This is the third guest post in an ongoing series: Beyond Native American Appropriation: Cultivating a Personal, Nature-Based Spirituality.
Do you feel it? The warm sun breaking through the grey October sky, lighting up your shoulders, like grace, like morning, like home? It’s a cup full of sunshine, just for you.
I hope I’m not betraying her by telling you this, but Anne was concerned that her story would be too simple to share. But as it is with all of us, I think she doesn’t know how much she communicates between the lines, just with her very presence. If you visit her blog, you will discover grace, style, grounded wisdom and something else…something that tugs on your heart and beckons you on to a dusty road on a late summer afternoon. Anne is a mama extraordinaire to four (amazingly beautiful) children, with number five on the way. But I sometimes forget it, since her soul speaks like a desert wanderer, in communion with God and beauty. Anne’s story is like one of those tiny, gourmet, chocolate pastries that you find in a secret (or in SF, on every corner) french bakery. You sit down with your espresso and treat and although it is gone in 10 minutes, you are utterly satisfied, a smile on your face.
Two things I specifically love about Anne’s post: She is a devout Catholic, but this does not preclude connecting with nature and non-human others. This is such a crucial illustration for getting away from appropriation. This connection is our birthright and non-denominational. If we use New Age language, what and who may it be at the expense of? How can we use our words to be inclusive, regardless of belief?
The other point is best said by Byrd Baylor…Trees don’t care much for fancy people. A spiritual connection to nature is not something that needs to be put on parade, or something that requires a utility belt from Five and Diamond. Nature connection is straight up, simple and real.
So allow me to introduce you to one of my favorite people, and I invite you to visit her blog or at her etsy shop. I miss you dear! Hosting you in this space is almost as good as having a little visit.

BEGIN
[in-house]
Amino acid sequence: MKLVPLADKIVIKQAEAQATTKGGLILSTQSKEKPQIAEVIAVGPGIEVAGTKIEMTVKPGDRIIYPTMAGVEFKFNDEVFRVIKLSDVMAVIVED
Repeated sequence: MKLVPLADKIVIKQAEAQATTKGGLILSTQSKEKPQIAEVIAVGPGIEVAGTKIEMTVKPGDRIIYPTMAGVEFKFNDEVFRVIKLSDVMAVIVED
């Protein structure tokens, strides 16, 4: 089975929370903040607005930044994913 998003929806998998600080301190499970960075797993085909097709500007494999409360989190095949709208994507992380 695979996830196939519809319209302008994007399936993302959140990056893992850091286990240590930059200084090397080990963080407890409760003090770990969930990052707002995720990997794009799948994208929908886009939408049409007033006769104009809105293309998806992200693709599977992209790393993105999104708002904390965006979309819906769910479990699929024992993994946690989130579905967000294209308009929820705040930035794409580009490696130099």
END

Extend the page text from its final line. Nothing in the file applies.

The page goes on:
The summer before last we visited gorgeous Sedona, Az. At the time I was reading, “An Unspoken Hunger” by Terry Tempest Williams and had arrived at the chapter In Cahoots With Coyote. In this chapter she tells a story of a time she was speaking to a group of Mormons about the spirituality of nature. She says,
I opened my scriptures and spoke of the earth, the desert, how much nature mirrors our own. I began to read from the Doctrine of Covenants, section 88, verse 44- “And the Lord spoke…” when all at once, a pack of coyotes behind the rocks burst forth in a chorus of howls.
I was so overcome with delight at the perfectness of this moment, I forgot all religious protocol and joined them. Throwing back my head, I howled too-and invited the congregation to do likewise-which they did.”
I finished the chapter with a smile on my face. That night we went on a stargazing tour which turned out to be one of the highlights of the trip. Many constellations were pointed out and we saw Saturn, the moon and much more through the telescope. Midway through the tour, a short distance away, a pack of coyotes began to howl. As you can imagine I was quite excited! Everyone sat quietly listening and just as I* tipped my head back to respond, another pack howled back to the first. They went back and forth for several minutes. I could have listened for an hour but it was over all too soon. It really was a magical experience, one I won’t soon forget!
Mary, thank you so much for sharing my short, little story here on your beautiful blog!
*Ok, as much as I’d like to say I would have howled, in reality I wouldn’t have. Not with all those strangers around. And as you read, there was no need for it since the other pack of coyotes answered back for me 🙂